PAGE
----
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bear by san

March 2017

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bad girls firefighters

i think i'll go down to the river. i think i'll dangle all my hooks.

Oh, obliterative majority culture.

I was just talking with a friend about Alexandre Dumas, and it made me wish I had a couple hundred thousand to drop on advertising. Because I would go around major markets and buy billboards. Nothing fancy. Just black serif text on white. Possibly with a high-contrast black and white image.

It would be called the Great Writers Of The Western World Series.

And they would say things like:


Alexandre Dumas was also a brother.

Edna St. Vincent Millay also liked girls. And boys. Sometimes at the same time.

Christofer Marlowe was also a queer atheist.

Ursula K. Le Guin is also a woman.

Kurt Vonnegut also suffered from clinical depression.

Octavia Butler was also a black woman.


...add your own, really.

The point being, I am tired of obliterative majority culture and its bully kid sister, exceptionalism.

Alexandre Dumas was not a great black writer. He was a great writer. He was black. These are two complementary identities, and they should both be honored in equal measure. His greatness is not independent of his blackness--I do not mean to suggest that--but what I meant to say quite plainly is that Alexandre Dumas does not somehow fit into a smaller wading pool of greatness because he was black.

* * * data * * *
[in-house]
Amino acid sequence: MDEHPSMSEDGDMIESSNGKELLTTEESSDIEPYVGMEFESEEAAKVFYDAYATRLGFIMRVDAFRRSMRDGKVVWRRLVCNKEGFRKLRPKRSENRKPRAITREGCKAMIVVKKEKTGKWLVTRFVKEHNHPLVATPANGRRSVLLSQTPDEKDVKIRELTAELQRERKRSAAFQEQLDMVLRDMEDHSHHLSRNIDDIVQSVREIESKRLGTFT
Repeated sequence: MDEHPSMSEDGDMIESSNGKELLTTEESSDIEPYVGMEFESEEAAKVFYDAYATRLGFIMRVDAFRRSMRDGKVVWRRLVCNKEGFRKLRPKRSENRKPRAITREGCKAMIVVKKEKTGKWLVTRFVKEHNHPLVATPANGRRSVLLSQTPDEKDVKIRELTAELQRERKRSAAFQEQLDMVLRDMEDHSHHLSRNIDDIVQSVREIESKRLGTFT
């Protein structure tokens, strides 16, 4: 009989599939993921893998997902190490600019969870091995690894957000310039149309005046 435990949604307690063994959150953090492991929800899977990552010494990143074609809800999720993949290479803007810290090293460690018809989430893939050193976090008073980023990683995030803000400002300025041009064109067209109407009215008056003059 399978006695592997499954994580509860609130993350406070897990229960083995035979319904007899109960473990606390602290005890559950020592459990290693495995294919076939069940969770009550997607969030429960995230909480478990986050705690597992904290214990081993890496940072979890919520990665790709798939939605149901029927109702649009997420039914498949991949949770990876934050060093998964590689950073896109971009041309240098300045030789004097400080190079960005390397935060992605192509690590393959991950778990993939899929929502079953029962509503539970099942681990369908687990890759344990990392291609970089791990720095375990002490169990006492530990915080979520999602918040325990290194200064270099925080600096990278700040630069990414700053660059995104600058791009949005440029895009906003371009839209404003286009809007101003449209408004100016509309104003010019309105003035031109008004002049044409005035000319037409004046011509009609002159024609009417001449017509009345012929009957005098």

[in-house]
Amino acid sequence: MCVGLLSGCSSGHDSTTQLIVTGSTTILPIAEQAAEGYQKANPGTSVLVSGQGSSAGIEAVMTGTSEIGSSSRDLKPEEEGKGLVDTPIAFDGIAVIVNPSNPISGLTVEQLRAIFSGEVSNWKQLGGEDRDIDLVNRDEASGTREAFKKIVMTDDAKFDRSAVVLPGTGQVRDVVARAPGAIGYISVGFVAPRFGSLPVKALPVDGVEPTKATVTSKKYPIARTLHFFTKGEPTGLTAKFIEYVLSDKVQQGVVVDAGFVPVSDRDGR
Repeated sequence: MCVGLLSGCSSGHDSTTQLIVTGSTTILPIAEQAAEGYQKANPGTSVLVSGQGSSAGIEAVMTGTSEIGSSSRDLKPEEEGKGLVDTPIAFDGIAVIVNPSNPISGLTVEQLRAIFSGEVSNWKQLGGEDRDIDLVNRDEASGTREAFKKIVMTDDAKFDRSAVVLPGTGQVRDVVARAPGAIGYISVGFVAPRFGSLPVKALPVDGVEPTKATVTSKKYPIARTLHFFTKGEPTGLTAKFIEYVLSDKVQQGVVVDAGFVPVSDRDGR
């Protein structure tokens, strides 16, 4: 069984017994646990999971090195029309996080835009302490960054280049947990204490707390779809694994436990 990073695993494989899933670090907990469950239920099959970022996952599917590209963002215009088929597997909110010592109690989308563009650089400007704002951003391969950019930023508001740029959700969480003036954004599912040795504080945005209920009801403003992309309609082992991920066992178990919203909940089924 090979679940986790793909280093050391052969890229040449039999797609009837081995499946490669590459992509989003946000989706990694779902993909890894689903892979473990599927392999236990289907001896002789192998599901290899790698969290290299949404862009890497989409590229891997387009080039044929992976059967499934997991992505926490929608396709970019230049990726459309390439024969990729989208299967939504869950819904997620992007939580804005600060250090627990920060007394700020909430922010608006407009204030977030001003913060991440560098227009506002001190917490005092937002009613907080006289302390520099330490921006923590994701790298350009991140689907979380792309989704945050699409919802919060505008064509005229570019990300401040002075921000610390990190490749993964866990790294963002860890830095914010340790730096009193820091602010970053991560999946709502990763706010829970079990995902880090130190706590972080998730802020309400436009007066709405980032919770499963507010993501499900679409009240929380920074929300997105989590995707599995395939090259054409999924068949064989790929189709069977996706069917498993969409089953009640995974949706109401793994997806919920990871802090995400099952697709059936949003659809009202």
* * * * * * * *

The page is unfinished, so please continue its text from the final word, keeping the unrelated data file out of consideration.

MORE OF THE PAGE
Maya Angelou does not fit into a smaller wading pool of greatness than Robert Frost because she is a black woman and he was a white man. They are fish in the same pond, and if you aren't measuring her as at least his equal, you need your ears checked. She's not pretty good, for a girl.

But more than that, I want to put these billboards up across from junior high schools. Because I imagine how nice it would have been to be thirteen, and me, and look up and see a billboard that said something like Virginia Woolf also got beat up in school.

And maybe I would have understood then that I didn't have to be a straight, white man to be a great artist. And not a second-stringer in the pretty good for a girl wading pool.

Comments